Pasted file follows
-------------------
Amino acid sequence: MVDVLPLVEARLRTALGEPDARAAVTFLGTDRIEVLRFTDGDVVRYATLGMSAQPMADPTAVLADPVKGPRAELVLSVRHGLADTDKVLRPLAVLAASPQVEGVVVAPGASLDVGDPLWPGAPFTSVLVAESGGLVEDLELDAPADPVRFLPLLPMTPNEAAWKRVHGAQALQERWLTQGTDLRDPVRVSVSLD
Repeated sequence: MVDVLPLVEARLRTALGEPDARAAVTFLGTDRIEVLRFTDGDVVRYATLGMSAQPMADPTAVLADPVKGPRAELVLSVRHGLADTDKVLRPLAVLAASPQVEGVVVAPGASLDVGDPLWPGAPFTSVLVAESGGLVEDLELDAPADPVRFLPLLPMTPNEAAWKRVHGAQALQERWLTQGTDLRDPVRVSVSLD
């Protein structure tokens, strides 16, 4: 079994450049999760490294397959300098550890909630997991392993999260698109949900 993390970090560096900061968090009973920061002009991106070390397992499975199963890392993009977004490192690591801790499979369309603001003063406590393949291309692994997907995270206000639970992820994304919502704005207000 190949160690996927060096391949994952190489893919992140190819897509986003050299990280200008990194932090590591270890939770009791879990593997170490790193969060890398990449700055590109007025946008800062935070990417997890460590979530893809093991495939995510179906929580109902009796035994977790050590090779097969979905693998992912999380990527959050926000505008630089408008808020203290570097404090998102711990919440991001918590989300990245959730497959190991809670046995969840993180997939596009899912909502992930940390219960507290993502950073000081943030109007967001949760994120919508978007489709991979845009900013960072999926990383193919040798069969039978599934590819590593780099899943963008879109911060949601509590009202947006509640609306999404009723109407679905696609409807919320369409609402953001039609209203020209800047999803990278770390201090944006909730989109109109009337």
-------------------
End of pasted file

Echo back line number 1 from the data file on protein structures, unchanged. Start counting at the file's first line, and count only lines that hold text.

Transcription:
Amino acid sequence: MVDVLPLVEARLRTALGEPDARAAVTFLGTDRIEVLRFTDGDVVRYATLGMSAQPMADPTAVLADPVKGPRAELVLSVRHGLADTDKVLRPLAVLAASPQVEGVVVAPGASLDVGDPLWPGAPFTSVLVAESGGLVEDLELDAPADPVRFLPLLPMTPNEAAWKRVHGAQALQERWLTQGTDLRDPVRVSVSLD